Filed under: news & culture, the Christian Life / Prayer, theology / ecclesiology | Comments Off on Bird Box, “Deaths of Despair,” & the Gospel

Posted on: September 1st, 2017 On Socrates’ not fearing Death

As anyone who has read Plato’s Apology knows, at one point during his trial Socrates argues that it is irrational to fear death, because no-one really knows what happens to one after death.

This has never made sense to me. “But,” I’ve always mentally protested in response to Socrates’ point, “surely this ignorance is not a reason not to fear death. After all, if anything is worthy of fear, is not a prime candidate for such fear precisely the unknown?”

I still think that my objection is valid. However, I have had some leisure today to focus a bit more deeply on this issue, and it now seems to me that Socrates does have a good point.

What he is actually doing, one could argue, is clarifying the precise kind of fear it is rational to have in the face of death: not fear of “burning in hell” or whatever the ancient equivalent to that is (since we lack knowledge about this), but rather, precisely, fear of the unknown.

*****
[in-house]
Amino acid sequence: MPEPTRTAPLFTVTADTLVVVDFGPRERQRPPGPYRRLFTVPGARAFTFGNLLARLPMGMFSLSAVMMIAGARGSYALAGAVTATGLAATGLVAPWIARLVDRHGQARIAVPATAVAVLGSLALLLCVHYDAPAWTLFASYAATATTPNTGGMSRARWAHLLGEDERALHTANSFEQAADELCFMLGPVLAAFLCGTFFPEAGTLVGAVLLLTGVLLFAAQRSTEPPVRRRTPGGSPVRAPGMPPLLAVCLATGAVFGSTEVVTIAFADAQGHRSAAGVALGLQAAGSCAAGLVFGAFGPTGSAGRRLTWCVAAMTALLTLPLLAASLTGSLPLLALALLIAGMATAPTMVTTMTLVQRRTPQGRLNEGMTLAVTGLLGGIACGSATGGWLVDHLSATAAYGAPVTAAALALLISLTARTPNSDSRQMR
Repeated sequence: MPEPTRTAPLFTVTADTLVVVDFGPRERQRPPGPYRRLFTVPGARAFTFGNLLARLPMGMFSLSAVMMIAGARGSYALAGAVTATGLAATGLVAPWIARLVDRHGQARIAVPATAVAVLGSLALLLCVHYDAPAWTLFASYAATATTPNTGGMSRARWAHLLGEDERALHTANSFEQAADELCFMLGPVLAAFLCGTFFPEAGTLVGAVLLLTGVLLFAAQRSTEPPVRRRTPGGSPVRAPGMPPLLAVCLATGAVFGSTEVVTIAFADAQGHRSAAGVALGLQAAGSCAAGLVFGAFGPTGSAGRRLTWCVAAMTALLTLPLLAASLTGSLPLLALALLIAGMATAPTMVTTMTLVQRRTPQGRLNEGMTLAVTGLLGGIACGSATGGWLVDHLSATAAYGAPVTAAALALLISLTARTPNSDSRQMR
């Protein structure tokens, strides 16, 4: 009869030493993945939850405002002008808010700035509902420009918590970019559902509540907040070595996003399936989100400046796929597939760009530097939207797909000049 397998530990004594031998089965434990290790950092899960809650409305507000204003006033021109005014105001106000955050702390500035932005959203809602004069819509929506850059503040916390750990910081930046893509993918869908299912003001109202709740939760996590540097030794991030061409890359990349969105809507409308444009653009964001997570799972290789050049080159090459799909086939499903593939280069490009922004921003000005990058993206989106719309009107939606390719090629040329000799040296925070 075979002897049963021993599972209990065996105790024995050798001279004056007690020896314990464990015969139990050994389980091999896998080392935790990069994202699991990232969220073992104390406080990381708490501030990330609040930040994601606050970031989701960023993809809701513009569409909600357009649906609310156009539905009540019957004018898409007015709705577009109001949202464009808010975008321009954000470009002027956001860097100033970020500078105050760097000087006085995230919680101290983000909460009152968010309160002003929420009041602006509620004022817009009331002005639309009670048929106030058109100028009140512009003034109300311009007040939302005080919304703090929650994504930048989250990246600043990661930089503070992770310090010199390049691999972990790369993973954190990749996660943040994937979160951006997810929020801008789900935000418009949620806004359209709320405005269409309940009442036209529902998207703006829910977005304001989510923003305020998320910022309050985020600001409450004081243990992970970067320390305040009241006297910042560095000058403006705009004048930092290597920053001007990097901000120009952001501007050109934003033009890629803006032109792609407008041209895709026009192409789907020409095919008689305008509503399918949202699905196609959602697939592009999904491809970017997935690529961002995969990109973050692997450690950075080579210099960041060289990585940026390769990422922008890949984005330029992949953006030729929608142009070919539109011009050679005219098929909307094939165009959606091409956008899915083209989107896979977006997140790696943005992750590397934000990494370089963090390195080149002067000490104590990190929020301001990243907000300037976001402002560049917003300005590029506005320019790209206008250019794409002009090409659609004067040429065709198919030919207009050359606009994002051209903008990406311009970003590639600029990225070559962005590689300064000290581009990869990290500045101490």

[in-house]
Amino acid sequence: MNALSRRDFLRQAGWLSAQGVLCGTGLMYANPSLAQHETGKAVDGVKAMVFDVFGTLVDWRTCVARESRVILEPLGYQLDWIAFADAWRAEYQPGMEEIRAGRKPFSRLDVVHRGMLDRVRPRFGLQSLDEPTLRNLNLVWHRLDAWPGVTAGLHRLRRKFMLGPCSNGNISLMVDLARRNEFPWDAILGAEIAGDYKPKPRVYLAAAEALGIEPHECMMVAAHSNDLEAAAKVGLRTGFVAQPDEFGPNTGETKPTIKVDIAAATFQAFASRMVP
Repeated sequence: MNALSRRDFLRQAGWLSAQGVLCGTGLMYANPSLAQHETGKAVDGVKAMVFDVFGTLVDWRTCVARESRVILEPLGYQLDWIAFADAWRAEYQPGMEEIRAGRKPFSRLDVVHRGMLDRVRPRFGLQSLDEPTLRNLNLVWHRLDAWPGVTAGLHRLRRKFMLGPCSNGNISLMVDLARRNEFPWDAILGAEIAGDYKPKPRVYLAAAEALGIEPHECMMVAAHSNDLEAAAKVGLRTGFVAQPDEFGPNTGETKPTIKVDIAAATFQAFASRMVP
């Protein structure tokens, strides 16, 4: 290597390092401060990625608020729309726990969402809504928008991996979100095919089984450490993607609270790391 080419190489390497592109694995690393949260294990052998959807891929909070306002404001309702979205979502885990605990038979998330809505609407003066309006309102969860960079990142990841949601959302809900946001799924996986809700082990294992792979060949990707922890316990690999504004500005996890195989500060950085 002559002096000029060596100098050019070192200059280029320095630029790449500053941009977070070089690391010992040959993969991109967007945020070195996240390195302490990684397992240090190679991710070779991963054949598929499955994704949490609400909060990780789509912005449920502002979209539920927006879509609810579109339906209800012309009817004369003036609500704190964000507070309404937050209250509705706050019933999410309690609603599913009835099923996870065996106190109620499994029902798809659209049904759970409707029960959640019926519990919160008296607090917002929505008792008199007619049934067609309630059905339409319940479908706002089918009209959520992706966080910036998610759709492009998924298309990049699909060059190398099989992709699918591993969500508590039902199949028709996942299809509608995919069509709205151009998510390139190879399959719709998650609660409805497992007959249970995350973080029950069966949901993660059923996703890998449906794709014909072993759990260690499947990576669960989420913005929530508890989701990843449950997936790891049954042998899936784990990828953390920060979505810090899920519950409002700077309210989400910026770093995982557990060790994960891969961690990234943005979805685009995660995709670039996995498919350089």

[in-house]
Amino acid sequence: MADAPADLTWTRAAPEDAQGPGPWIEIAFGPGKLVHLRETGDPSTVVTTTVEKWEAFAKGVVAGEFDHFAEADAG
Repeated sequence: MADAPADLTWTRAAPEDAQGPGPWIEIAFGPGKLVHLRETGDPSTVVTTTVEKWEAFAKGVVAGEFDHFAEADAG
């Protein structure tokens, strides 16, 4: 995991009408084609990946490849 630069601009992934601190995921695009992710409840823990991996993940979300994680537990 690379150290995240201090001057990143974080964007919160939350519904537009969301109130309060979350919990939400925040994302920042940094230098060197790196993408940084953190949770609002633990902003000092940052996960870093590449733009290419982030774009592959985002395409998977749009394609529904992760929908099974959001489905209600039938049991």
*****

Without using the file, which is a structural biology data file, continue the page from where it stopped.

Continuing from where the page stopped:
Fear of the unknown, that is, is quite different in character than fear of something like pain or eternal suffering. Likewise, it calls for different therapies or remedies. One such remedy was explored 2500 years after Socrates himself died: that of Heidegger.

Share Button
Filed under: Book Notes (& articles, too), philosophy | Comments Off on On Socrates’ not fearing Death

Posted on: May 15th, 2012 The Ups & Downs of Scripture & Liturgy

Many people are familiar with the saying “What goes up must come down.”

Fewer, however, have deeply meditated on the upward & downward motion which pervades the Christian narrative. For example, only after Christ is “lifted up” on the cross is he then is he lowered down into the depths of the earth, into Hades or Sheol, which many interpret as a kind of descent into Hell. And then, three days later, he is up again, risen victorious, for his disciples and (according to 1 Corinthians 15) a great multitude of 500 to see.

Now I am not one of those Episcopalians who seems to think that Eastern religions such as Buddhism are something we Christians should emulate. However, it does seem to me that this “down – up” pattern of the death and resurrection of Christ constitutes two halves of a larger whole, kind of like the pattern of the yin and the yang. The are stiched together, metaphysically, so to speak. You can’t have one without the other. They infuse and saturate each other with meaning.